● Fix any leaks (this applies to leaks throughout your entire home as well).
- A slow drip from a leaking faucet can waste as much as 20 gallons of water a day and a leaky toilet can waste 200 gallons a day.
In the Kitchen
● Opt for the dishwasher rather than hand-washing dishes.
- Washing dishes by hand uses a lot more water than running the dishwasher, especially if you have a water conserving model dishwasher. The EPA estimates an efficient dishwasher uses half as much water, saving close to 5,000 gallons each year.
● If washing dishes by hand, don’t leave the water running for rinsing.
- If you have a double-basin sink, fill one side with soapy water and one with rinse water. If you have a single-basin sink, gather washed dishes in a dish rack and rinse them with a spray bottle or a pan full of hot water.
● Fill your dishwasher.
- Your dishwasher requires the same amount of water whether it’s full of dishes or just partially full, so be sure to fill it prior to running a load. Some dishwashers even have a water-saver cycle so use that if available to save even more water.
● Defrost food in the refrigerator.
- Instead of running water over frozen food to defrost, plan ahead to thaw it in the refrigerator or microwave oven.
In the Laundry
● Only run your washing machine when you have a full load of laundry.
- This chore accounts for more than 20% of residential indoor water use. Indeed, the average American family washes about 300 loads of laundry each year.
● Select the proper water level for laundry.
- Did you know that you can control the amount of water used by your clothes washers? Just select the proper water level for each load of laundry.
● Adjust Your Sprinklers.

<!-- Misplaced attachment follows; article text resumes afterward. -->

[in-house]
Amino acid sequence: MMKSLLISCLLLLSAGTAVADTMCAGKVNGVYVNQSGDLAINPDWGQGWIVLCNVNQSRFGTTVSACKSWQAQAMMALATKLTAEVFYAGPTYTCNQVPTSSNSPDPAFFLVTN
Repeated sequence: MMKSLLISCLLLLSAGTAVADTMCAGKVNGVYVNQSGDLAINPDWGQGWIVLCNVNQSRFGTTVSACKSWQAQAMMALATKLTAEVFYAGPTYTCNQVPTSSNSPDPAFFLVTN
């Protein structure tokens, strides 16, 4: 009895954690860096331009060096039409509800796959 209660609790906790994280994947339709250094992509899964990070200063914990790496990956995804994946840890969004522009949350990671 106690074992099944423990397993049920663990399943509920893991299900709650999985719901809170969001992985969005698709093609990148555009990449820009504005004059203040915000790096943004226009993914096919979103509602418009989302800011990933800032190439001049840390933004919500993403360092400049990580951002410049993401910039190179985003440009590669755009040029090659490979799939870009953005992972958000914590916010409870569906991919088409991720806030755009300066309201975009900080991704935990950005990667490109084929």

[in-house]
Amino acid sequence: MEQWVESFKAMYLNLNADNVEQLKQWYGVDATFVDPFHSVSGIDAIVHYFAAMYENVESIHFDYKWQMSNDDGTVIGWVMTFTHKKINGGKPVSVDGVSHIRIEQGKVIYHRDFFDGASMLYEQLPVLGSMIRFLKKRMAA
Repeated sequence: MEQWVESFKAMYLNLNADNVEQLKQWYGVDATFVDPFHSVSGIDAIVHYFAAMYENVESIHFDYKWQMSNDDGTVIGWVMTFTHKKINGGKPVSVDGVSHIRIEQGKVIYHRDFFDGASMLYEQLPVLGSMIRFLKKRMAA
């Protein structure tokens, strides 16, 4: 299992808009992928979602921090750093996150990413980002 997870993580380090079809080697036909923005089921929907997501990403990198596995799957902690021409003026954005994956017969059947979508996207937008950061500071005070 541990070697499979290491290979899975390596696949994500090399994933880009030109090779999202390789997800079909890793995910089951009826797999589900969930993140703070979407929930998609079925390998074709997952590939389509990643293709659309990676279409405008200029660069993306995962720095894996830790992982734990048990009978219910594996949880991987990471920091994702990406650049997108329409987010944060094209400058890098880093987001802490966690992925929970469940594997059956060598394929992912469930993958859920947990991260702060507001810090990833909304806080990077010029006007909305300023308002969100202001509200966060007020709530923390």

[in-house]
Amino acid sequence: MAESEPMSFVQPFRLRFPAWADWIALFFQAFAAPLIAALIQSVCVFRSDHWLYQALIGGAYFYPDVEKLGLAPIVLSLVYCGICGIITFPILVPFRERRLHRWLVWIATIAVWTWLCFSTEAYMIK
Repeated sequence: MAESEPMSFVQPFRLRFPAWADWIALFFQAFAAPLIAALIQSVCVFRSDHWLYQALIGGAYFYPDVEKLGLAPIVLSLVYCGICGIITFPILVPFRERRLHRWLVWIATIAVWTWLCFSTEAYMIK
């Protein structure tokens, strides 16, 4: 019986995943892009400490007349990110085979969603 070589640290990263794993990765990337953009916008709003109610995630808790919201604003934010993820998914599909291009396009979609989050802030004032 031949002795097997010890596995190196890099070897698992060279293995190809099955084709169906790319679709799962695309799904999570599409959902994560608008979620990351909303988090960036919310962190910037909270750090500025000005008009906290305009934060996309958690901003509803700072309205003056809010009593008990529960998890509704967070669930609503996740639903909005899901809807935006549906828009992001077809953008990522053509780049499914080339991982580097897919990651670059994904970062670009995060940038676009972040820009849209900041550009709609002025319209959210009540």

- Do this to make sure your sprinklers are watering your lawn and garden, and not the street and sidewalk.
● Harvest Rainwater.
- This process is incredibly simple and is one of the oldest methods of watering, or saving water. Collecting rainwater from your gutters is a great way to recycle your water.
● Replace lawn area with imitation grass.
- Ornamental grasses and low water use plants aren’t just easier to maintain than turf and require less water, but they’re also aesthetically pleasing.
- Ground moss plants serve as a fine alternative ground cover since they receive the moisture and essential nutrients they need for growth from the air. If these don’t sound appealing to you, there are other options such as artificial turf, or even yards with rock landscaping, that require no water at all.
- For more tips, on saving water in your outdoor space, check out our blog post How to Conserve Water on Your Lawn
Learn What Else You Can Do to Contribute to the Planet’s Health
As you’ve hopefully learned in this post, water conservation is extremely important and there are many ways you can cut your consumption of this valuable resource. These tips are intended to help motivate you to live a more sustainable lifestyle. Visit Spring Power & Gas to learn about more ways that you can contribute to a brighter future for our planet.